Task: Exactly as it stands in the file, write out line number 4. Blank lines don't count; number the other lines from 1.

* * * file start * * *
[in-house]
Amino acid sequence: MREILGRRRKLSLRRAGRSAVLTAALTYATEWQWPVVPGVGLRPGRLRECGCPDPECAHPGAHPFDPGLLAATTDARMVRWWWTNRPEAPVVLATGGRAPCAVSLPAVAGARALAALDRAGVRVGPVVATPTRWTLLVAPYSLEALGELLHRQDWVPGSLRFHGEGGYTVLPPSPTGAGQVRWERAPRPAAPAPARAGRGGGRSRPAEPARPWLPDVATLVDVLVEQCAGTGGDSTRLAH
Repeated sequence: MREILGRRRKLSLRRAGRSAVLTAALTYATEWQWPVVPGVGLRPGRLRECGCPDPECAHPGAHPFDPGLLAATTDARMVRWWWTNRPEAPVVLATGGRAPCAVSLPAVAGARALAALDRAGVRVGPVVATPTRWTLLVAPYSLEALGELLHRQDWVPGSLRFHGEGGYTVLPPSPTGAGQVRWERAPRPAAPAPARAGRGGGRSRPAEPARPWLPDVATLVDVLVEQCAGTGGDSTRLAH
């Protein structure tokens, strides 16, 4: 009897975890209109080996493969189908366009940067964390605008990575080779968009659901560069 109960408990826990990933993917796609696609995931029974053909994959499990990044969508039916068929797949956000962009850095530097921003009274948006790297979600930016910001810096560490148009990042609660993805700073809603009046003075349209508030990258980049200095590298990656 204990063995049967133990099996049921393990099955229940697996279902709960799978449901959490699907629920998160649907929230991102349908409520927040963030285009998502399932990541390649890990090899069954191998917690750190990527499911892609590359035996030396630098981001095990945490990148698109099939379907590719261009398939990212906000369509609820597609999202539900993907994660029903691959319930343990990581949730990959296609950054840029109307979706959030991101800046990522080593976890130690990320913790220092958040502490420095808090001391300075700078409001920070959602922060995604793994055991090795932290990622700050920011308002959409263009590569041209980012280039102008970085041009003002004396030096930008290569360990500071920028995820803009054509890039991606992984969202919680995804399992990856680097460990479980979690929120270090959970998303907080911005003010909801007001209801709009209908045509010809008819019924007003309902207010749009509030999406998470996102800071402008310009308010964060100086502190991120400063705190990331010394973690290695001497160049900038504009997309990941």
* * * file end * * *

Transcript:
């Protein structure tokens, strides 16, 4: 009897975890209109080996493969189908366009940067964390605008990575080779968009659901560069 109960408990826990990933993917796609696609995931029974053909994959499990990044969508039916068929797949956000962009850095530097921003009274948006790297979600930016910001810096560490148009990042609660993805700073809603009046003075349209508030990258980049200095590298990656 204990063995049967133990099996049921393990099955229940697996279902709960799978449901959490699907629920998160649907929230991102349908409520927040963030285009998502399932990541390649890990090899069954191998917690750190990527499911892609590359035996030396630098981001095990945490990148698109099939379907590719261009398939990212906000369509609820597609999202539900993907994660029903691959319930343990990581949730990959296609950054840029109307979706959030991101800046990522080593976890130690990320913790220092958040502490420095808090001391300075700078409001920070959602922060995604793994055991090795932290990622700050920011308002959409263009590569041209980012280039102008970085041009003002004396030096930008290569360990500071920028995820803009054509890039991606992984969202919680995804399992990856680097460990479980979690929120270090959970998303907080911005003010909801007001209801709009209908045509010809008819019924007003309902207010749009509030999406998470996102800071402008310009308010964060100086502190991120400063705190990331010394973690290695001497160049900038504009997309990941």